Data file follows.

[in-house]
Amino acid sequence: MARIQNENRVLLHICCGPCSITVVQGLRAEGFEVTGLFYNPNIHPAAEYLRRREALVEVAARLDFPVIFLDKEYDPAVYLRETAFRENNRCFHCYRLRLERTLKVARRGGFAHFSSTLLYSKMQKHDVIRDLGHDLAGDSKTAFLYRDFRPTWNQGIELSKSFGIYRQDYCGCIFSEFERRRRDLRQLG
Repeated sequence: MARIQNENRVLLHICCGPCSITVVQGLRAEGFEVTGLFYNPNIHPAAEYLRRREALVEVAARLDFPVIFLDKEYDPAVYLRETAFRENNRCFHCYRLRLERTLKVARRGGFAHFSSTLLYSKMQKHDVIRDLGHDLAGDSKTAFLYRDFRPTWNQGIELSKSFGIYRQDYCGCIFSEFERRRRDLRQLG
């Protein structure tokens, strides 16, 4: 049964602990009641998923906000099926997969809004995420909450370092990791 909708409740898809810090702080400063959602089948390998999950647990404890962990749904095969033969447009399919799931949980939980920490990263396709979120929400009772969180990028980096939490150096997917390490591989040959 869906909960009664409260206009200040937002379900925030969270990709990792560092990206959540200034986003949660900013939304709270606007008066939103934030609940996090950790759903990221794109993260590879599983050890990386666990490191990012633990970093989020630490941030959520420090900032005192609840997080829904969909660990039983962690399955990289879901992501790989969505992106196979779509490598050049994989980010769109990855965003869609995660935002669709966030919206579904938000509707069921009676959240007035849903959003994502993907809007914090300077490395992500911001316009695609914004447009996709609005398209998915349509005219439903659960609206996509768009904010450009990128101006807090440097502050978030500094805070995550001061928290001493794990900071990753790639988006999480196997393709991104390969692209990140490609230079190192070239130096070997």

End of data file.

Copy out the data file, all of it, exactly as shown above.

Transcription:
[in-house]
Amino acid sequence: MARIQNENRVLLHICCGPCSITVVQGLRAEGFEVTGLFYNPNIHPAAEYLRRREALVEVAARLDFPVIFLDKEYDPAVYLRETAFRENNRCFHCYRLRLERTLKVARRGGFAHFSSTLLYSKMQKHDVIRDLGHDLAGDSKTAFLYRDFRPTWNQGIELSKSFGIYRQDYCGCIFSEFERRRRDLRQLG
Repeated sequence: MARIQNENRVLLHICCGPCSITVVQGLRAEGFEVTGLFYNPNIHPAAEYLRRREALVEVAARLDFPVIFLDKEYDPAVYLRETAFRENNRCFHCYRLRLERTLKVARRGGFAHFSSTLLYSKMQKHDVIRDLGHDLAGDSKTAFLYRDFRPTWNQGIELSKSFGIYRQDYCGCIFSEFERRRRDLRQLG
């Protein structure tokens, strides 16, 4: 049964602990009641998923906000099926997969809004995420909450370092990791 909708409740898809810090702080400063959602089948390998999950647990404890962990749904095969033969447009399919799931949980939980920490990263396709979120929400009772969180990028980096939490150096997917390490591989040959 869906909960009664409260206009200040937002379900925030969270990709990792560092990206959540200034986003949660900013939304709270606007008066939103934030609940996090950790759903990221794109993260590879599983050890990386666990490191990012633990970093989020630490941030959520420090900032005192609840997080829904969909660990039983962690399955990289879901992501790989969505992106196979779509490598050049994989980010769109990855965003869609995660935002669709966030919206579904938000509707069921009676959240007035849903959003994502993907809007914090300077490395992500911001316009695609914004447009996709609005398209998915349509005219439903659960609206996509768009904010450009990128101006807090440097502050978030500094805070995550001061928290001493794990900071990753790639988006999480196997393709991104390969692209990140490609230079190192070239130096070997």